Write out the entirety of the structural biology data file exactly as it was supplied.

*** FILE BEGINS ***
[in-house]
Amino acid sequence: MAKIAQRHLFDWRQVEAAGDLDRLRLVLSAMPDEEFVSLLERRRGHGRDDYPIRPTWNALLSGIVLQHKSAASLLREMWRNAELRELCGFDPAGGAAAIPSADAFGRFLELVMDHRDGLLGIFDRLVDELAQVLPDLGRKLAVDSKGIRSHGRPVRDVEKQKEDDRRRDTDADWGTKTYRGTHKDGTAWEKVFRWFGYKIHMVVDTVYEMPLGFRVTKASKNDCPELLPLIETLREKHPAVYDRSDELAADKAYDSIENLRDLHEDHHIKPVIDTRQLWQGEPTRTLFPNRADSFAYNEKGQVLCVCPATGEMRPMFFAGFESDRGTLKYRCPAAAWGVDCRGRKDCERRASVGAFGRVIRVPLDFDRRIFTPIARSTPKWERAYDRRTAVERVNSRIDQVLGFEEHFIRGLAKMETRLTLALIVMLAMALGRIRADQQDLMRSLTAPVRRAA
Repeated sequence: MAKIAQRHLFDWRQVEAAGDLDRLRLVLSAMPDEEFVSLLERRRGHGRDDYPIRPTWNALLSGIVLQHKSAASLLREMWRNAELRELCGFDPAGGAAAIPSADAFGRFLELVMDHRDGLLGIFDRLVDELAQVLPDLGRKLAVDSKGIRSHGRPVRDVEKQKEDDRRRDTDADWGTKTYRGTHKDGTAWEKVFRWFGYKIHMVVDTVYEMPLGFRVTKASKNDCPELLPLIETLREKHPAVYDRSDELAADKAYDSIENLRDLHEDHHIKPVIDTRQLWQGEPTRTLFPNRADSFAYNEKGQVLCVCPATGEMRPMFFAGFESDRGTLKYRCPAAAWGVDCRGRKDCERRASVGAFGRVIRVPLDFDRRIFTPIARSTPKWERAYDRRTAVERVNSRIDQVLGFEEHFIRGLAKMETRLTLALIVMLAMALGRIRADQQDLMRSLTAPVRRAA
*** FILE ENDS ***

[in-house]
Amino acid sequence: MAKIAQRHLFDWRQVEAAGDLDRLRLVLSAMPDEEFVSLLERRRGHGRDDYPIRPTWNALLSGIVLQHKSAASLLREMWRNAELRELCGFDPAGGAAAIPSADAFGRFLELVMDHRDGLLGIFDRLVDELAQVLPDLGRKLAVDSKGIRSHGRPVRDVEKQKEDDRRRDTDADWGTKTYRGTHKDGTAWEKVFRWFGYKIHMVVDTVYEMPLGFRVTKASKNDCPELLPLIETLREKHPAVYDRSDELAADKAYDSIENLRDLHEDHHIKPVIDTRQLWQGEPTRTLFPNRADSFAYNEKGQVLCVCPATGEMRPMFFAGFESDRGTLKYRCPAAAWGVDCRGRKDCERRASVGAFGRVIRVPLDFDRRIFTPIARSTPKWERAYDRRTAVERVNSRIDQVLGFEEHFIRGLAKMETRLTLALIVMLAMALGRIRADQQDLMRSLTAPVRRAA
Repeated sequence: MAKIAQRHLFDWRQVEAAGDLDRLRLVLSAMPDEEFVSLLERRRGHGRDDYPIRPTWNALLSGIVLQHKSAASLLREMWRNAELRELCGFDPAGGAAAIPSADAFGRFLELVMDHRDGLLGIFDRLVDELAQVLPDLGRKLAVDSKGIRSHGRPVRDVEKQKEDDRRRDTDADWGTKTYRGTHKDGTAWEKVFRWFGYKIHMVVDTVYEMPLGFRVTKASKNDCPELLPLIETLREKHPAVYDRSDELAADKAYDSIENLRDLHEDHHIKPVIDTRQLWQGEPTRTLFPNRADSFAYNEKGQVLCVCPATGEMRPMFFAGFESDRGTLKYRCPAAAWGVDCRGRKDCERRASVGAFGRVIRVPLDFDRRIFTPIARSTPKWERAYDRRTAVERVNSRIDQVLGFEEHFIRGLAKMETRLTLALIVMLAMALGRIRADQQDLMRSLTAPVRRAA